Predators may be limited in their ability to kill prey (i.e., have type II or III functional responses), an insight that has had far-reaching consequences in the ecological literature. With few exceptions, however, this possibility has not been extended to the behaviour of immune cells, which kill pathogens much as predators kill their prey. Rather, models of the within-host environment have tended to tacitly assume that immune cells have an unlimited ability to target and kill pathogens (i.e., a type I functional response)...
March 16, 2018: Journal of Theoretical Biology
Elena Sanchez, Emma Artuso, Chiara Lombardi, Ivan Visentin, Beatrice Lace, Wajeeha Saeed, Marco L Lolli, Piermichele Kobauri, Zahid Ali, Francesca Spyrakis, Pilar Cubas, Francesca Cardinale, Cristina Prandi
Strigolactones (SLs) are plant hormones with various functions in development, responses to stress and interaction with (micro)organisms in the rhizosphere, including seeds of parasitic plants. Their perception for hormonal functions requires an α,β-hydrolase belonging to the D14 clade in higher plants; perception of host-produced SLs in parasitic seeds relies on similar but phylogenetically distinct proteins (D14-like). D14 and D14-like proteins are peculiar receptors, because they cleave SLs before undergoing a conformational change that elicits downstream events...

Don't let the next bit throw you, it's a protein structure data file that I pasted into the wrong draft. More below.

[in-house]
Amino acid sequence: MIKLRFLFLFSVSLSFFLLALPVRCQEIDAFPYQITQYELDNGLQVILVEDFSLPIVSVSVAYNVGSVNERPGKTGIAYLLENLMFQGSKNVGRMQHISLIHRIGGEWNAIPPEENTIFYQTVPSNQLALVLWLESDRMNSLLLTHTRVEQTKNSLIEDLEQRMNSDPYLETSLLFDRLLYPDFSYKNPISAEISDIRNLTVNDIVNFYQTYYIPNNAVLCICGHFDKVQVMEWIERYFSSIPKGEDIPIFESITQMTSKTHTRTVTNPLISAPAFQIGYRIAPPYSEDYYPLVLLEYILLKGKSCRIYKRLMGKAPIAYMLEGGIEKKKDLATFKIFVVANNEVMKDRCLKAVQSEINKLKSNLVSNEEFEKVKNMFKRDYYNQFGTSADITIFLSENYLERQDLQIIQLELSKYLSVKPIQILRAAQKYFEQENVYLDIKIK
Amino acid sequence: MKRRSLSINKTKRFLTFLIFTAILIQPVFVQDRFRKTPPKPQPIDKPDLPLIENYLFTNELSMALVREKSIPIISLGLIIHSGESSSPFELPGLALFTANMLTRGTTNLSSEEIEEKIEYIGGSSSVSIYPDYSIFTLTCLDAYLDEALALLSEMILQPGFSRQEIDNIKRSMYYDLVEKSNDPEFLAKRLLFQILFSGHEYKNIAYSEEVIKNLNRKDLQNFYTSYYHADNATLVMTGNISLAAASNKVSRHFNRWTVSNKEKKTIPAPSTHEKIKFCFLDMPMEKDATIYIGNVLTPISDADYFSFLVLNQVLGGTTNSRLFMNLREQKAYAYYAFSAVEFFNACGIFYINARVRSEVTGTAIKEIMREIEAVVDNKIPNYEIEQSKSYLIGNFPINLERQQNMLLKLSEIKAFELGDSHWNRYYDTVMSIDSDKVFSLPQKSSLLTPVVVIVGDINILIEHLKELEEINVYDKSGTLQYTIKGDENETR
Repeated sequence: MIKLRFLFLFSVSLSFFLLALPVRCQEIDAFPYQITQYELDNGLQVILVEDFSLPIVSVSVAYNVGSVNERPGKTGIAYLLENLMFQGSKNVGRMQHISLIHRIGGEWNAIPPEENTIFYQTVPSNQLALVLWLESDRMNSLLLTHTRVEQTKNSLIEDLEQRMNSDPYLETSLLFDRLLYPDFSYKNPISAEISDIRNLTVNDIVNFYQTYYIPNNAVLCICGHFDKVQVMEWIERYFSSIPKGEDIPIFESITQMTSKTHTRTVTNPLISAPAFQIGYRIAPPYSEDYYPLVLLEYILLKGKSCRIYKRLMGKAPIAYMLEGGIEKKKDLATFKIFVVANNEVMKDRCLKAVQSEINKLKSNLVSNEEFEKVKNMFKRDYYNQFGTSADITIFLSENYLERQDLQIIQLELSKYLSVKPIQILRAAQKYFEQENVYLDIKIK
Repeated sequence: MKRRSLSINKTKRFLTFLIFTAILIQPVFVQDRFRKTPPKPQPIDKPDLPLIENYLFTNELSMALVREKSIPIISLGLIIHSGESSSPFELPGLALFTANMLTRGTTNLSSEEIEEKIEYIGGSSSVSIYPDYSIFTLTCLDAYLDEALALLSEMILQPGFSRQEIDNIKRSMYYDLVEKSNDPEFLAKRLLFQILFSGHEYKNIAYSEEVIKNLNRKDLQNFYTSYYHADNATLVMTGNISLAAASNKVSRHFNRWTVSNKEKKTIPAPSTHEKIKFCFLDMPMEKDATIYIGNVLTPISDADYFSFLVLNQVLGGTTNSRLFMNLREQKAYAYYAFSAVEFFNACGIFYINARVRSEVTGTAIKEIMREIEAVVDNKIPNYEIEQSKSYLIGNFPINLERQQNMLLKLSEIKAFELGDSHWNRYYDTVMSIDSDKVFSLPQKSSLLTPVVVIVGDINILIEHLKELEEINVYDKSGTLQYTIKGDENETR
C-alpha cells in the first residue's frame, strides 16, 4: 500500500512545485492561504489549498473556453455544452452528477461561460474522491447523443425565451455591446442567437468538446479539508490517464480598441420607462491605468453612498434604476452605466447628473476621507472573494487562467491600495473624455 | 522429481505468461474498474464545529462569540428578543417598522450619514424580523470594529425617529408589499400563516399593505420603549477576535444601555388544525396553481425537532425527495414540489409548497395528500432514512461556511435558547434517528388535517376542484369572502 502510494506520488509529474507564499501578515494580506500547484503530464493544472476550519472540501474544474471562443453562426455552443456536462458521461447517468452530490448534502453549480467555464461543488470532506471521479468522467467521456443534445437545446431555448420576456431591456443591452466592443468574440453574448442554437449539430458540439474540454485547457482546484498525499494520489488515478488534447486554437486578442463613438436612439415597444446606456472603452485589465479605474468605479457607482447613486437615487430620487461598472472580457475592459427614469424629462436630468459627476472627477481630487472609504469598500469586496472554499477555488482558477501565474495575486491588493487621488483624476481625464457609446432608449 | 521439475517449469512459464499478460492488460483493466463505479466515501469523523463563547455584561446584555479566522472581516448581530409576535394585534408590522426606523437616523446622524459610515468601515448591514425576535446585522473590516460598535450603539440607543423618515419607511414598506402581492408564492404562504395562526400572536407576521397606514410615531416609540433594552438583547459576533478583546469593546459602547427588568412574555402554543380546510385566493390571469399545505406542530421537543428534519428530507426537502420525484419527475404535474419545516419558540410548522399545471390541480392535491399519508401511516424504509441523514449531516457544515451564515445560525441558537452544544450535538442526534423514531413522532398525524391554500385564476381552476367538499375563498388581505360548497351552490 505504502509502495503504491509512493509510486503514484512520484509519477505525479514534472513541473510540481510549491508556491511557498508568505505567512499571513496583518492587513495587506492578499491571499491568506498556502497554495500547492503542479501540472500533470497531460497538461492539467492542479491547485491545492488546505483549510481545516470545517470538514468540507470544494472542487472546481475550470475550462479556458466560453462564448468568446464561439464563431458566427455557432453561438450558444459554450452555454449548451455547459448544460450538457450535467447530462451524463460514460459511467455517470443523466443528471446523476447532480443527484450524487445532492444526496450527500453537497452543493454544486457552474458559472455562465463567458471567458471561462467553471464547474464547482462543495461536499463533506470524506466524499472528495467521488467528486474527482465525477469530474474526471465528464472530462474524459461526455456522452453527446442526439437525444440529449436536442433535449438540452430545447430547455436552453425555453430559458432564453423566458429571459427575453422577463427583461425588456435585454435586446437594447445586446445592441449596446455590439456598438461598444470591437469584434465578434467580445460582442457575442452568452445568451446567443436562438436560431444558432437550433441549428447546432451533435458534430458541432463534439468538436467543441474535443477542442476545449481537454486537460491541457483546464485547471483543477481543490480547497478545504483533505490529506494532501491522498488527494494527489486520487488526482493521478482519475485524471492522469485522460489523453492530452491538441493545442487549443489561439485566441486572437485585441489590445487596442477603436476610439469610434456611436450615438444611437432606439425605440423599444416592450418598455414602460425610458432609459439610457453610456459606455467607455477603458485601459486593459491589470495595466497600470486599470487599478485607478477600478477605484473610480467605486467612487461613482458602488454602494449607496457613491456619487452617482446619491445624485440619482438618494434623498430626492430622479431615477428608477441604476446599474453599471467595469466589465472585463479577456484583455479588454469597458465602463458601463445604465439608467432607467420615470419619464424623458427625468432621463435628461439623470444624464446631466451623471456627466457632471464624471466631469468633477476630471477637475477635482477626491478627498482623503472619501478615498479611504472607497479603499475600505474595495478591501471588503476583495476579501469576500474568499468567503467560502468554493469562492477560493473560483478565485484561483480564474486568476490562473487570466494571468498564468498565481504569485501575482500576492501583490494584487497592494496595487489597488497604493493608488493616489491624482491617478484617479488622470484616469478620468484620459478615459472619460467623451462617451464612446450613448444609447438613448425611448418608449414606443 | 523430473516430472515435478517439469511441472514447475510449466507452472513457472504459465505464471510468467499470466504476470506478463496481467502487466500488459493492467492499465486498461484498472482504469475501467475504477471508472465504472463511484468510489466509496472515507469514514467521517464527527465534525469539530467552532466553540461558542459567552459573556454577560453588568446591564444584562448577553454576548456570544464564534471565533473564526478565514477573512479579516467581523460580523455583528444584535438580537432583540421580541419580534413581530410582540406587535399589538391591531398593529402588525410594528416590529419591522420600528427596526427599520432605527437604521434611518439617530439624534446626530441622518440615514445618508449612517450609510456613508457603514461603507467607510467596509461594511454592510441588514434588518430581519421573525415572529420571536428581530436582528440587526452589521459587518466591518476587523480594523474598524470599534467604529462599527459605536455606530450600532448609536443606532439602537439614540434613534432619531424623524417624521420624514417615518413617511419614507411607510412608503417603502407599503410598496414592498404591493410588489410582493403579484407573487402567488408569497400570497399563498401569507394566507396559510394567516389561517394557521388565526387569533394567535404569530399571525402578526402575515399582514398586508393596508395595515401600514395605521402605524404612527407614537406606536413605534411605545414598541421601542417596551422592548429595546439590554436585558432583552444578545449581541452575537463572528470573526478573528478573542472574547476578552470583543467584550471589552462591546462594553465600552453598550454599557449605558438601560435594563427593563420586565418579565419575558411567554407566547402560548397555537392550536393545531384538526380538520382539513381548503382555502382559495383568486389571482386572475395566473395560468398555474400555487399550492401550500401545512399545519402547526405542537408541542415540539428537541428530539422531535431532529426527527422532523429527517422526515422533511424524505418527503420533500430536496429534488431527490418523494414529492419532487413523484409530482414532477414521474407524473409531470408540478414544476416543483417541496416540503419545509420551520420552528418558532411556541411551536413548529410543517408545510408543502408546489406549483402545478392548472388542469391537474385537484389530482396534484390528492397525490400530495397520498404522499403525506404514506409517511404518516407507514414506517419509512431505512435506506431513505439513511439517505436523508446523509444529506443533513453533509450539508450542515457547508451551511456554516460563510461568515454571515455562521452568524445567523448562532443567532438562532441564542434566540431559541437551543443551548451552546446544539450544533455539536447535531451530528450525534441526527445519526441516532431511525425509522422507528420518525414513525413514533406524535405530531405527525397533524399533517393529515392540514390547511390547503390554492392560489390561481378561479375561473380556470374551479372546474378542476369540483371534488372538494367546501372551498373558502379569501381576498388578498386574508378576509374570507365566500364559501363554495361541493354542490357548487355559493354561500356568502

March 15, 2018: Journal of Experimental Botany
María Andrea Hernández-Castañeda, Smart Mbagwu, Kehinde Adebayo Babatunde, Michael Walch, Luis Filgueira, Pierre-Yves Mantel
Malaria is a life-threatening disease caused by Plasmodium parasites, with P. falciparum being the most prevalent on the African continent and responsible for most malaria-related deaths globally. Several factors including parasite sequestration in tissues, vascular dysfunction, and inflammatory responses influence the evolution of the disease in malaria-infected people. P. falciparum-infected red blood cells (iRBCs) release small extracellular vesicles (EVs) containing different kinds of cargo molecules that mediate pathogenesis and cellular communication between parasites and host...
February 14, 2018: Journal of Visualized Experiments: JoVE
A Leoni Swart, Christopher F Harrison, Ludwig Eichinger, Michael Steinert, Hubert Hilbi